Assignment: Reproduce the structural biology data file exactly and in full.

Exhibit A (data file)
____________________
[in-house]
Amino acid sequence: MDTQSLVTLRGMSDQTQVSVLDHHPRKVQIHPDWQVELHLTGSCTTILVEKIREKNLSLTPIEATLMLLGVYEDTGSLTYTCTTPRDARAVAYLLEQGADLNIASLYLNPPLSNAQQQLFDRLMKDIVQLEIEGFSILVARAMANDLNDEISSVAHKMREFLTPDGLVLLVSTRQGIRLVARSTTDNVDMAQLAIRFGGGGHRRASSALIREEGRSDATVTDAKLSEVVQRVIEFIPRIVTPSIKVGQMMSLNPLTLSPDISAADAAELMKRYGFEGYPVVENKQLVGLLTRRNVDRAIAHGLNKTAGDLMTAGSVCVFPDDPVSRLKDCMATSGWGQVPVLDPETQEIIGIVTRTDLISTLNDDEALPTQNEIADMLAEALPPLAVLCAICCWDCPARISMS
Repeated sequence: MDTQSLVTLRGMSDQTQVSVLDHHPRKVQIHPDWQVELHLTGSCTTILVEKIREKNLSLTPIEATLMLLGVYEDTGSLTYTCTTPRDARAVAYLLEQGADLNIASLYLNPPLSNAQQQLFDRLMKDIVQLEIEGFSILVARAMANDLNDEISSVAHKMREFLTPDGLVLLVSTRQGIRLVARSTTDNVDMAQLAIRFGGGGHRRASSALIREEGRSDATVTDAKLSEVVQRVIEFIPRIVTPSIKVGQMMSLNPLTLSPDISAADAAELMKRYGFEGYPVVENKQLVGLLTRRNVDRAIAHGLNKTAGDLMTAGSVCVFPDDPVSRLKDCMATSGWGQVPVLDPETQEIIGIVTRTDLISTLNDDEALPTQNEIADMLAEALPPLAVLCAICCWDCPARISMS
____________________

[in-house]
Amino acid sequence: MDTQSLVTLRGMSDQTQVSVLDHHPRKVQIHPDWQVELHLTGSCTTILVEKIREKNLSLTPIEATLMLLGVYEDTGSLTYTCTTPRDARAVAYLLEQGADLNIASLYLNPPLSNAQQQLFDRLMKDIVQLEIEGFSILVARAMANDLNDEISSVAHKMREFLTPDGLVLLVSTRQGIRLVARSTTDNVDMAQLAIRFGGGGHRRASSALIREEGRSDATVTDAKLSEVVQRVIEFIPRIVTPSIKVGQMMSLNPLTLSPDISAADAAELMKRYGFEGYPVVENKQLVGLLTRRNVDRAIAHGLNKTAGDLMTAGSVCVFPDDPVSRLKDCMATSGWGQVPVLDPETQEIIGIVTRTDLISTLNDDEALPTQNEIADMLAEALPPLAVLCAICCWDCPARISMS
Repeated sequence: MDTQSLVTLRGMSDQTQVSVLDHHPRKVQIHPDWQVELHLTGSCTTILVEKIREKNLSLTPIEATLMLLGVYEDTGSLTYTCTTPRDARAVAYLLEQGADLNIASLYLNPPLSNAQQQLFDRLMKDIVQLEIEGFSILVARAMANDLNDEISSVAHKMREFLTPDGLVLLVSTRQGIRLVARSTTDNVDMAQLAIRFGGGGHRRASSALIREEGRSDATVTDAKLSEVVQRVIEFIPRIVTPSIKVGQMMSLNPLTLSPDISAADAAELMKRYGFEGYPVVENKQLVGLLTRRNVDRAIAHGLNKTAGDLMTAGSVCVFPDDPVSRLKDCMATSGWGQVPVLDPETQEIIGIVTRTDLISTLNDDEALPTQNEIADMLAEALPPLAVLCAICCWDCPARISMS